Only 4% of U.S. adults have seen Michael Moore’s documentary “Sicko,” but plenty more have heard about it and agree with its main thesis, a survey finds.

“Sicko,” a Moore documentary released early this summer, takes a critical view of the U.S. healthcare system in general and health care insurance companies in particular.

According to a poll by Kaiser Family Foundation, Menlo Park, Calif., 46% of Americans had either heard of “Sicko” or had actually seen it.

Among those who know of the film, 45% said as a result of the movie, they had discussed the U.S. health system with friends, coworkers, or family; 43% said they were more likely to think there is a need to reform the health system; 37% were more likely to think other countries have a better approach to health care; and 27% said they were paying more attention to the positions of presidential candidates on health care.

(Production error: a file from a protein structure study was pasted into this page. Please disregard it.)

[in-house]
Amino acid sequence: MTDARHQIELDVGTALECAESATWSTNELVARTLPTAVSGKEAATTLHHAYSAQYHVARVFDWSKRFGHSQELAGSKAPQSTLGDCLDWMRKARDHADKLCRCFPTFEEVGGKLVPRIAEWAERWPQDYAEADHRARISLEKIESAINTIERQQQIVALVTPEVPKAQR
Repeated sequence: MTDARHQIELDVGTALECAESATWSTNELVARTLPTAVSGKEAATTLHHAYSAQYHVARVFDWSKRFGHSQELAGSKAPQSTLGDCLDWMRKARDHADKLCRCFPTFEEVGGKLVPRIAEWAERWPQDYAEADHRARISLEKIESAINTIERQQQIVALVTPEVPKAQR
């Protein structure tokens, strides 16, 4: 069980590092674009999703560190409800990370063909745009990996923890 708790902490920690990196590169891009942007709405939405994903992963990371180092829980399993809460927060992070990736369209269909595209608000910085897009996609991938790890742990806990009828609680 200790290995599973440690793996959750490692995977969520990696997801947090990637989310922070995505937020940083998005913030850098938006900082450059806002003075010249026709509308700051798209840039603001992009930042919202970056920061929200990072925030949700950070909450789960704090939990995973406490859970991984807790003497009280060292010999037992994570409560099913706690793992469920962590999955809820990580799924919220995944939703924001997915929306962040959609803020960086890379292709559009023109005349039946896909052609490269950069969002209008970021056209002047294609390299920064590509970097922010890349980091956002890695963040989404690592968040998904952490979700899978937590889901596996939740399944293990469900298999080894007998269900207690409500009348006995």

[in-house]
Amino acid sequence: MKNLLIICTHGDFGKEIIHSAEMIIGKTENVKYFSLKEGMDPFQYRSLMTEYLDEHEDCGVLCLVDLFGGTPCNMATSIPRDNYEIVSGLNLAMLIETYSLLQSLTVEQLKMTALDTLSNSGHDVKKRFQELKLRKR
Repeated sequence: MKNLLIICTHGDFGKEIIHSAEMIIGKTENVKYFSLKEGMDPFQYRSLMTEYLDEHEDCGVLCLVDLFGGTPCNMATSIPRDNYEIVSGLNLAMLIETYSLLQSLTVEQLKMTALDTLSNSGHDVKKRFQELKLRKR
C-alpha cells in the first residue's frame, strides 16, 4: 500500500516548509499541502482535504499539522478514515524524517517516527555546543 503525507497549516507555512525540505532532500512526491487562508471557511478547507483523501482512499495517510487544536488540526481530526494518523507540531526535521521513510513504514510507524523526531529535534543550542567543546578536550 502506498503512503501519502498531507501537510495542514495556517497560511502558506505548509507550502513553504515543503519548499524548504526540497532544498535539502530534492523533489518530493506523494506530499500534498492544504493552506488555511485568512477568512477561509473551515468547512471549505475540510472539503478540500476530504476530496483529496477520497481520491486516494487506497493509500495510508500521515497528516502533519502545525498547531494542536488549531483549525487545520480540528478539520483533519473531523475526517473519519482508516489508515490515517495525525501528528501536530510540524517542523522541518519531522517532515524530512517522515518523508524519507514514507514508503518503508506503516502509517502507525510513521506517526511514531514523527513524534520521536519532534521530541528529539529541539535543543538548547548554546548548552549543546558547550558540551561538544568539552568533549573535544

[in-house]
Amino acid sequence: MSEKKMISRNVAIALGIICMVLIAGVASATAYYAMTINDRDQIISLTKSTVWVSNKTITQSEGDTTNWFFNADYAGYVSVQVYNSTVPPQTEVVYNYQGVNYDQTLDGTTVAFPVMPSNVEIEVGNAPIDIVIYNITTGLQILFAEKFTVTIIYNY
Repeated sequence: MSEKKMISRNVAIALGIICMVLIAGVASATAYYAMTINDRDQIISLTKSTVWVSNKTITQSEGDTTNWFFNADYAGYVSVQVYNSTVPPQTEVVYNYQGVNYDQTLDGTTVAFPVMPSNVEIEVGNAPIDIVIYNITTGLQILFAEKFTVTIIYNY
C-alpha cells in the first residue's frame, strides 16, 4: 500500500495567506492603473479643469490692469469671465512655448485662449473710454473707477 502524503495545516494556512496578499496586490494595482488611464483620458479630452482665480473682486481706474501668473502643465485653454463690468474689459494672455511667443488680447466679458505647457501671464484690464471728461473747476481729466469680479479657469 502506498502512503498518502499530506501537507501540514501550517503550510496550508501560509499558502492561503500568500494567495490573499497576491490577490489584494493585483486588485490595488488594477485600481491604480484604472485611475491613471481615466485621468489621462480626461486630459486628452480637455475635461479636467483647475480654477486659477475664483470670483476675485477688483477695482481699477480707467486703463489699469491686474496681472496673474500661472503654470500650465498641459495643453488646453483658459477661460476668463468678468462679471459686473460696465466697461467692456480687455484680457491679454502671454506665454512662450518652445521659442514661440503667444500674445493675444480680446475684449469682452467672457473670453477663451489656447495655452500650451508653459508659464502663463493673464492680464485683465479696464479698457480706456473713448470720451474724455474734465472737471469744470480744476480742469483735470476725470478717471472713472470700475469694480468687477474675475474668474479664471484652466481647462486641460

Also among those aware of the movie, 26% thought it accurately portrayed problems in the U.S. health system, while 33% thought it exaggerated them. Favorable impressions of “Sicko” outweighed negative ones, 48% to 33%.

The film’s main targets–health insurers and health maintenance organizations– were viewed unfavorably by the public overall (51% and 46%, respectively), which is similar to perceptions of drug companies (52% unfavorable) .

By contrast, hospitals and doctors were viewed largely favorably by the public.